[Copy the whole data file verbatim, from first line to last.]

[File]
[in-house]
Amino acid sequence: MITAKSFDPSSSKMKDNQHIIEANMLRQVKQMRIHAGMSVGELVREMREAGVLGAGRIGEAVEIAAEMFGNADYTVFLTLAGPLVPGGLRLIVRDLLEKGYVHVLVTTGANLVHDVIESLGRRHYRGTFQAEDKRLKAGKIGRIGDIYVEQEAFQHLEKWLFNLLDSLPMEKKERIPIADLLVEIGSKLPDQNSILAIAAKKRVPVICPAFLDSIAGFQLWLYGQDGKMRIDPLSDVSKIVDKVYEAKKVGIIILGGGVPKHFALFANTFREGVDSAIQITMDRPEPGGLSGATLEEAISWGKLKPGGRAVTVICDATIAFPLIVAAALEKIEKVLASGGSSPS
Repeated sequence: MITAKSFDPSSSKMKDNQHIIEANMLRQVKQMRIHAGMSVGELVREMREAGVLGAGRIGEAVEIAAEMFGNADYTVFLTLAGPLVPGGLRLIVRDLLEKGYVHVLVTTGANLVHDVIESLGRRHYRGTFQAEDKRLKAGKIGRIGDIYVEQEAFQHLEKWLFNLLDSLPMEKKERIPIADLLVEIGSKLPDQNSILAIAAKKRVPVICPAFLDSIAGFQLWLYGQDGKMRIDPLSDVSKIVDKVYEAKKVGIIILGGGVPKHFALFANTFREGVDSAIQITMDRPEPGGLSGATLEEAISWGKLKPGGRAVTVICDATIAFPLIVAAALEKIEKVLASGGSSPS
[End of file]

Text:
[in-house]
Amino acid sequence: MITAKSFDPSSSKMKDNQHIIEANMLRQVKQMRIHAGMSVGELVREMREAGVLGAGRIGEAVEIAAEMFGNADYTVFLTLAGPLVPGGLRLIVRDLLEKGYVHVLVTTGANLVHDVIESLGRRHYRGTFQAEDKRLKAGKIGRIGDIYVEQEAFQHLEKWLFNLLDSLPMEKKERIPIADLLVEIGSKLPDQNSILAIAAKKRVPVICPAFLDSIAGFQLWLYGQDGKMRIDPLSDVSKIVDKVYEAKKVGIIILGGGVPKHFALFANTFREGVDSAIQITMDRPEPGGLSGATLEEAISWGKLKPGGRAVTVICDATIAFPLIVAAALEKIEKVLASGGSSPS
Repeated sequence: MITAKSFDPSSSKMKDNQHIIEANMLRQVKQMRIHAGMSVGELVREMREAGVLGAGRIGEAVEIAAEMFGNADYTVFLTLAGPLVPGGLRLIVRDLLEKGYVHVLVTTGANLVHDVIESLGRRHYRGTFQAEDKRLKAGKIGRIGDIYVEQEAFQHLEKWLFNLLDSLPMEKKERIPIADLLVEIGSKLPDQNSILAIAAKKRVPVICPAFLDSIAGFQLWLYGQDGKMRIDPLSDVSKIVDKVYEAKKVGIIILGGGVPKHFALFANTFREGVDSAIQITMDRPEPGGLSGATLEEAISWGKLKPGGRAVTVICDATIAFPLIVAAALEKIEKVLASGGSSPS